Based on William Faulkner’s novel, THE REIVERS is a coming-of-age story laced with adventure and comedy. Young Lucius McCaslin (Mitch Vogel) leaves home and sets off on a journey with Boon (Steve McQueen), the family handyman, who is a reiver (cheating philanderer); and his best friend, Ned (Rupert Crosse). The three set off for the big city, where the boy, inspired by Boon, learns some valuable lessons about the world. A delightful piece of southern Americana, director Mark Rydell’s THE REIVERS is witty and filled with lively action. The score by John Williams and the superb cinematography enhance the richly fleshed-out characters. McQueen, in particular, gives one of the most memorable–and often underrated–performances of his career.
Coming out only one year after the enormous success of Bullitt, and fearing that the studio might misleadingly present the film as a “Bullitt II”, McQueen demanded of the studio that The Reivers be marketed honestly, without any misleading press. He was not however happy with the studio’s final promotion, which he felt depicted him as the “village idiot”.
I’ll bet at the end of the sixties Steve McQueen was probably deluged with offers to play cool cops, glamorous thieves, and ultra-hip soldiers in big-scale war movies. But after three successive hits – The Sand Pebbles (1966), The Thomas Crown Affair (1967), and Bullitt (1968) – McQueen instead made The Reivers (1969), from William Faulkner’s novel, about three friends getting into trouble in 1905 Mississippi. The image of Steve McQueen heartily singing “Camptown Races” in a paisley shirt and straw hat must have given his fans pause. The picture took in less than half of Bullitt’s take, and despite McQueen’s cult status, is practically forgotten today except by those who’ve seen it. Long-defunct distributor National General may partly be to blame; several other very good films distributed by them have likewise fallen into obscurity. But The Reivers is a very fine picture, nearly a great film that was mainly a victim of bad timing.
In Jefferson, Mississippi, the townsfolk all turn out for the arrival of the hamlet’s first automobile, an 18-horse-power, yellow Winton Flyer, purchased by patriarch “Boss” (Will Geer). Boon Hogganbeck (McQueen) and Ned (Rupert Crosse), respectively orphaned and abandoned at birth but adopted into Boss’s family (black Ned, a descendent of slaves, claims an acknowledged bloodline to the family), become obsessed with the much-coveted car, fighting over use of the vehicle like quarreling children.
When most of the family leaves town for a funeral, Boon conspires against strict orders from Boss to “borrow” the Winton Flyer for a trip to Memphis. To make his plan work he takes along young Lucius (Mitch Vogel), Boss’s 11-year-old grandson. Ned stows aboard under a tarp in the back seat, and as the adult Lucius (Burgess Meredith, narrating the film like a memoir) notes, “The rewards of virtue are cold and odorless and tasteless and not to be compared to the bright and exciting pleasures of sin and wrongdoing!”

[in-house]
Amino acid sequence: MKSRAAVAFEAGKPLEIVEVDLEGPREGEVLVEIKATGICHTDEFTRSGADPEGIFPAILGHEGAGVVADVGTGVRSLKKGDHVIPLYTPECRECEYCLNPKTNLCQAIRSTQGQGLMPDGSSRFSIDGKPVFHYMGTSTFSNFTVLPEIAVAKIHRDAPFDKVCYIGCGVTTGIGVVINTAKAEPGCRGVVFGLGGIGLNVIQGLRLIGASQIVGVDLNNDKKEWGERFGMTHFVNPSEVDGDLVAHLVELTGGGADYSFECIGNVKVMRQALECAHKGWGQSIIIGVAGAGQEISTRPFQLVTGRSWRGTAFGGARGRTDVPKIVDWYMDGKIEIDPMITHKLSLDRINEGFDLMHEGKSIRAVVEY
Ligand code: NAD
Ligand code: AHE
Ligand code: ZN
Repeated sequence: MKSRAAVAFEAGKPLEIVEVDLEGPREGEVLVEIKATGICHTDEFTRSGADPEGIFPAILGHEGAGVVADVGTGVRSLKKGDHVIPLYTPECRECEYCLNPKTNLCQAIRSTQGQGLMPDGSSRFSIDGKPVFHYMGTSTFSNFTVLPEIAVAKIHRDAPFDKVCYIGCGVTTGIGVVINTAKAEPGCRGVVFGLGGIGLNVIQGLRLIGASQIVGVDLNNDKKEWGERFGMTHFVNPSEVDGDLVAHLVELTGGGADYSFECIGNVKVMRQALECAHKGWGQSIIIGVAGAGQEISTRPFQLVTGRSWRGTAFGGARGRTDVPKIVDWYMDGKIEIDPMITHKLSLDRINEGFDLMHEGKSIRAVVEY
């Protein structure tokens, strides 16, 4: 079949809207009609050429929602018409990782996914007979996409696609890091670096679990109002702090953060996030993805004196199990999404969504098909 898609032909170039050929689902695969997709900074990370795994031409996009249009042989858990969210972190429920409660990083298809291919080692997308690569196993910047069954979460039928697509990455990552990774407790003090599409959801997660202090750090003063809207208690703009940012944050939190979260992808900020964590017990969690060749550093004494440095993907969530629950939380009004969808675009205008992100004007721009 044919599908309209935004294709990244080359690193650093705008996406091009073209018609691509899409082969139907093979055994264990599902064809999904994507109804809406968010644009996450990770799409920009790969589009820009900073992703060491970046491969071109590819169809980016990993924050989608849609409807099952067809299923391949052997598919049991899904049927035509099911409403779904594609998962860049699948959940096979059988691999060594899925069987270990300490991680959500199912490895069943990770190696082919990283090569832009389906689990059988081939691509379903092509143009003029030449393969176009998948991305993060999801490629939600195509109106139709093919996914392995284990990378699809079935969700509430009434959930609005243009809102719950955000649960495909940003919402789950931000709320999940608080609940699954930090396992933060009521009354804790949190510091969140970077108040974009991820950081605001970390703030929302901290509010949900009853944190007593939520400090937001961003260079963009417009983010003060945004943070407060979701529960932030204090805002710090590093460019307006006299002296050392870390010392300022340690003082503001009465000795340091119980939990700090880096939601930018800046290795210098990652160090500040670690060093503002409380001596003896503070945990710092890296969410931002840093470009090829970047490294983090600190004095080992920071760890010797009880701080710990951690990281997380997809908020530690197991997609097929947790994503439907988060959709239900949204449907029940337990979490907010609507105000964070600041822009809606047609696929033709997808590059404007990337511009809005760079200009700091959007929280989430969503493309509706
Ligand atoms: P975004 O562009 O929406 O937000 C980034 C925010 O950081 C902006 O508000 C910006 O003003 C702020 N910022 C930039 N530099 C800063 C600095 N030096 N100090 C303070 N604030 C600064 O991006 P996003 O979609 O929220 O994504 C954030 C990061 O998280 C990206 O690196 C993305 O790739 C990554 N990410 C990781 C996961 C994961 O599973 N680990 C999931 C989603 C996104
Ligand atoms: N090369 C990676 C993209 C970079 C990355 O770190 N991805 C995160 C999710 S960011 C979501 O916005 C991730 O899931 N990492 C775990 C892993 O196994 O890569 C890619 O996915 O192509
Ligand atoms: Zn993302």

At times, The Reivers is quite magical. Though it teeters toward a freshly-scrubbed Americana nostalgia, like Disneyland’s Main Street, U.S.A., it’s also filled with authentic little vignettes of great charm, obviously drawn from Faulkner’s own childhood. An early scene, for instance, has the Winton Flyer hopelessly stuck in a stream of sticky mud, a trap deliberately maintained by an enterprising hillbilly (1970s film fixture Charles Tyner) who charges $2 a head to pull unfortunate vehicles out with his at-the-ready mule team. Similarly, the trio’s awe at the “highway to Memphis,” a dirt road with a long line of low-to-the-ground telephone poles but dotted with early 20th century marvels (including their first glimpse of a motorcycle) recalls a simpler era.
The picture’s focus is how Lucius loses the innocence of childhood with an introduction all at once to the vices of man. He stares in prepubescent wonder at a life-size painting of a reclining nude woman, yet can’t believe that Boon’s warm-hearted girlfriend (who dotes on Lucius as if he were her own son) could possibly sell her body to a stranger. The conflict between the backwater but genteel sensibilities of his hometown and his simultaneous attraction and repulsion toward the world of grown-up cityfolk is the heart of the picture.
The Reivers also offers an enormously mature approach to race relations and racism, which so often in films wears its heart on its sleeve and lacks the subtlety presented here. It’s sad that the film isn’t embraced more by black audiences.
To that end, while McQueen is fine, the standout performance comes from Rupert Crosse (and, in a much smaller role, Will Geer). Crosse’s Ned is a deliriously breezy rascal, and it’s no surprise Crosse was nominated for a Best Supporting Actor Oscar that year. The role should have propelled Crosse into the top ranks of his profession, but he did only a few guest shots on shows. Another pioneering black actor, Juano Hernandez, is also very good as Uncle Possum, a sort of cynical Uncle Remus.
The film would be perfect if not for some misplaced broad comedy that’s at odds with the tone of the rest of the picture. These scenes stand out even more thanks to John Williams’ score, which is evocative (and, in Williams’ oeuvre, unique) except in the comic sequences, where it’s overly precious.
Another possible reason for the picture’s relative failure is the prudishness of the MPAA. The film was originally rated “M” (the early equivalent of “R”) and re-rated PG-13 this year for its “sexual content, brief nudity, language and thematic elements.” But if ever there was a “family film” this is it, at least for families with children Lucius’ age on up. The nudity, incidentally, refers to young boys skinny-dipping, seen from a distance, for cryin’ out loud.